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dc.contributor.authorZhou, Zhen
dc.contributor.authorShoshin, Yuriy
dc.contributor.authorHernandez Perez, Francisco
dc.contributor.authorvan Oijen, Jeroen A.
dc.contributor.authorde Goey, Laurentius P.H.
dc.date.accessioned2017-10-18T08:57:29Z
dc.date.available2017-10-18T08:57:29Z
dc.date.issued2017-10-13
dc.identifier.citationZhou Z, Shoshin Y, Hernández-Pérez FE, van Oijen JA, de Goey LPH (2018) Effect of Lewis number on ball-like lean limit flames. Combustion and Flame 188: 77–89. Available: http://dx.doi.org/10.1016/j.combustflame.2017.09.023.
dc.identifier.issn0010-2180
dc.identifier.doi10.1016/j.combustflame.2017.09.023
dc.identifier.urihttp://hdl.handle.net/10754/625897
dc.description.abstractThe lean limit flames for three different fuel compositions premixed with air, representing three different mixture Lewis numbers, stabilized inside a tube in a downward flow are examined by experiments and numerical simulations. The CH* chemiluminescence distribution in CH4–air and CH4–H2–air flames and the OH* chemiluminescence distribution in H2–air flames are recorded in the experiments. Cell-like flames are observed for the CH4–air mixture for all tested equivalence ratios. However, for CH4–H2–air and H2–air flames, ball-like lean limit flames are observed. Flame temperature fields are measured using Rayleigh scattering. The experimentally observed lean limit flames are predicted qualitatively by numerical simulation with the mixture-averaged transport model and skeletal mechanism of CH4. The results of the simulations show that the entire lean limit flames of CH4–H2–air and H2–air mixtures are located inside a recirculation zone. However, for the lean limit CH4–air flame, only the leading edge is located inside the recirculation zone. A flame structure with negative flame displacement speed is observed for the leading edges of the predicted lean limit flames with all three different fuel compositions. As compared with 1D planar flames, the fuel transport caused by convection is less significant in the present 2D lean limit flames for the three different fuel compositions. For the trailing edges of the three predicted lean limit flames, a diffusion dominated flame structure is observed.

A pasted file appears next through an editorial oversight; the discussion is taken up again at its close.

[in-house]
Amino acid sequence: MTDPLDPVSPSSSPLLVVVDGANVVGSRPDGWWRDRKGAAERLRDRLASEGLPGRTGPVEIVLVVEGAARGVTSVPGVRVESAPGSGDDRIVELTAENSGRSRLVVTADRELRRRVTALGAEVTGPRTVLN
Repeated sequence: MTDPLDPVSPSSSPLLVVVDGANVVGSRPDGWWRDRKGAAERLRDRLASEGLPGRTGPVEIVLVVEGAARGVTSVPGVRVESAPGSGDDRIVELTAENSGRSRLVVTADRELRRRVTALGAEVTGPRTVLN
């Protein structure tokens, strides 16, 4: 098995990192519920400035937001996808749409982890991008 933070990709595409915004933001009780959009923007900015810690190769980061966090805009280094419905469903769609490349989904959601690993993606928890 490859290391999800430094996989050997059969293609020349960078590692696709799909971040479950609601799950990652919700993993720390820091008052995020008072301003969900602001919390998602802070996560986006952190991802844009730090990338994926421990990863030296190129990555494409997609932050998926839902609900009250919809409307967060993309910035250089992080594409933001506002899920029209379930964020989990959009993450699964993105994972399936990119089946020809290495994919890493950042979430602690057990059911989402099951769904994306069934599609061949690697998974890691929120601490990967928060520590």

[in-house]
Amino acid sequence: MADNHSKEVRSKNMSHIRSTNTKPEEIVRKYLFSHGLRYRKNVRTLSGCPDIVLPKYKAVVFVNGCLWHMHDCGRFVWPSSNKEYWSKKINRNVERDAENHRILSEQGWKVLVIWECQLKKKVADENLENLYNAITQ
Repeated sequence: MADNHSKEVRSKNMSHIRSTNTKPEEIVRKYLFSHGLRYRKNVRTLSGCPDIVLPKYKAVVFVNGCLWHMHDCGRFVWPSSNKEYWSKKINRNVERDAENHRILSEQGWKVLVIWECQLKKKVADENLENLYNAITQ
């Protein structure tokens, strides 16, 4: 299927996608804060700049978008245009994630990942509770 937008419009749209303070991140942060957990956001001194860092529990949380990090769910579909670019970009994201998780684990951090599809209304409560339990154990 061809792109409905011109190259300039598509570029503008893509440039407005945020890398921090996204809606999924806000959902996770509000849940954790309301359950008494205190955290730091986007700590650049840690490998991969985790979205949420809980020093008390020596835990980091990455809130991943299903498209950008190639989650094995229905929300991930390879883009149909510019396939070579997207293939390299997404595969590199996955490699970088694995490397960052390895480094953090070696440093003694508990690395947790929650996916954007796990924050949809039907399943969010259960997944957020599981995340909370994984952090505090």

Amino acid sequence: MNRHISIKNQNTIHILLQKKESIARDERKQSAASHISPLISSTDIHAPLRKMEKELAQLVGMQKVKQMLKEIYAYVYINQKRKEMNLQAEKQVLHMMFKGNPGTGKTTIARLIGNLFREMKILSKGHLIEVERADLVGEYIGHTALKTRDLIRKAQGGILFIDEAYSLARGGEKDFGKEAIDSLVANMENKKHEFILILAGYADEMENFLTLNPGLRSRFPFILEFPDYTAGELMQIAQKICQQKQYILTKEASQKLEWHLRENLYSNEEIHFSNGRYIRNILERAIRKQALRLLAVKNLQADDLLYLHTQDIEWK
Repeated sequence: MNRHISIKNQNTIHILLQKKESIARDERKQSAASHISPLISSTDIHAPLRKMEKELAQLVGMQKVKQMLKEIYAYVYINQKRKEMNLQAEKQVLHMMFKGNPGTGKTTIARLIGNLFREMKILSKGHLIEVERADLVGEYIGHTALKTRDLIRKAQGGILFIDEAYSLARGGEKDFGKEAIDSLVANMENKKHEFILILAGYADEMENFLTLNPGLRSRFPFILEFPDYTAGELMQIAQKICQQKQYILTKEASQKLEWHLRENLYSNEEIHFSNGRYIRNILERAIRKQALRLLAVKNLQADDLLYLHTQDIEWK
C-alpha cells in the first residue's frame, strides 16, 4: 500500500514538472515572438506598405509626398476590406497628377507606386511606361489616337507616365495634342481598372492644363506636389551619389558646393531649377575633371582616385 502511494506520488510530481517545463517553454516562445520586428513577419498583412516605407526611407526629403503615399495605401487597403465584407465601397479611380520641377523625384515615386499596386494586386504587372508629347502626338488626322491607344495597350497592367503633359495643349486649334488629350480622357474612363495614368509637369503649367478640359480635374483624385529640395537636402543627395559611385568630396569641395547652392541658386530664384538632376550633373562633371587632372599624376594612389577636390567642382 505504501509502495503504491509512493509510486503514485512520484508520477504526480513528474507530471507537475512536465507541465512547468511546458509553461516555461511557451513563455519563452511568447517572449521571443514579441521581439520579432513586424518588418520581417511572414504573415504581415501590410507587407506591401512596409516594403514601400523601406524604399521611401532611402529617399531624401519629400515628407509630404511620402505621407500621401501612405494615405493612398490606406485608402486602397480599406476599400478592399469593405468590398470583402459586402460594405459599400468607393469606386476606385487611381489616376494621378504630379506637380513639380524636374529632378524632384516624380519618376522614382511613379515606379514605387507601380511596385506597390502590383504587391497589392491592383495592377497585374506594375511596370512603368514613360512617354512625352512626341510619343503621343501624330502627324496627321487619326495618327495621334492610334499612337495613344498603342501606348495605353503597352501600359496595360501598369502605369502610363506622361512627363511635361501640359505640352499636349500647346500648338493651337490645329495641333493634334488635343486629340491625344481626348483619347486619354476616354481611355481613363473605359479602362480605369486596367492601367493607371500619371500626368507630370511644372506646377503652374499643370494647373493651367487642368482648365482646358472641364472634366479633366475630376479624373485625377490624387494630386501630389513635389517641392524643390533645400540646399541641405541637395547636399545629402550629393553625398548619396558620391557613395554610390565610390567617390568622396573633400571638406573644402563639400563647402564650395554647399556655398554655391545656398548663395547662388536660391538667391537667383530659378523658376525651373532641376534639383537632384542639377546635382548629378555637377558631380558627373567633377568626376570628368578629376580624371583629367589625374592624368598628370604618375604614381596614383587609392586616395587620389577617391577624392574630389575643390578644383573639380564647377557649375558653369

dc.description.sponsorshipThe financial support of the Dutch Technology Foundation (STW), Project 13549, is gratefully acknowledged. The authors thank Prof. Clinton Groth for providing access to the CFFC (Computational Framework for Fluids and Combustion) code.
dc.publisherElsevier BV
dc.relation.urlhttp://www.sciencedirect.com/science/article/pii/S0010218017303607
dc.rightsNOTICE: this is the author’s version of a work that was accepted for publication in Combustion and Flame. Changes resulting from the publishing process, such as peer review, editing, corrections, structural formatting, and other quality control mechanisms may not be reflected in this document. Changes may have been made to this work since it was submitted for publication. A definitive version was subsequently published in Combustion and Flame, 10 October 2017. DOI: 10.1016/j.combustflame.2017.09.023. © 2017. This manuscript version is made available under the CC-BY-NC-ND 4.0 license http://creativecommons.org/licenses/by-nc-nd/4.0/
dc.subjectLewis number
dc.subjectLean limit
dc.subjectBall-like flame
dc.subjectCell-like flame
dc.titleEffect of Lewis number on ball-like lean limit flames
dc.typeArticle
dc.contributor.departmentClean Combustion Research Center
dc.identifier.journalCombustion and Flame
dc.eprint.versionPost-print
dc.contributor.institutionDepartment of Mechanical Engineering, Eindhoven University of Technology, P.O. Box 513, 5600MB Eindhoven, The Netherlands
kaust.personHernandez Perez, Francisco
dc.date.published-online2017-10-13
dc.date.published-print2018-02


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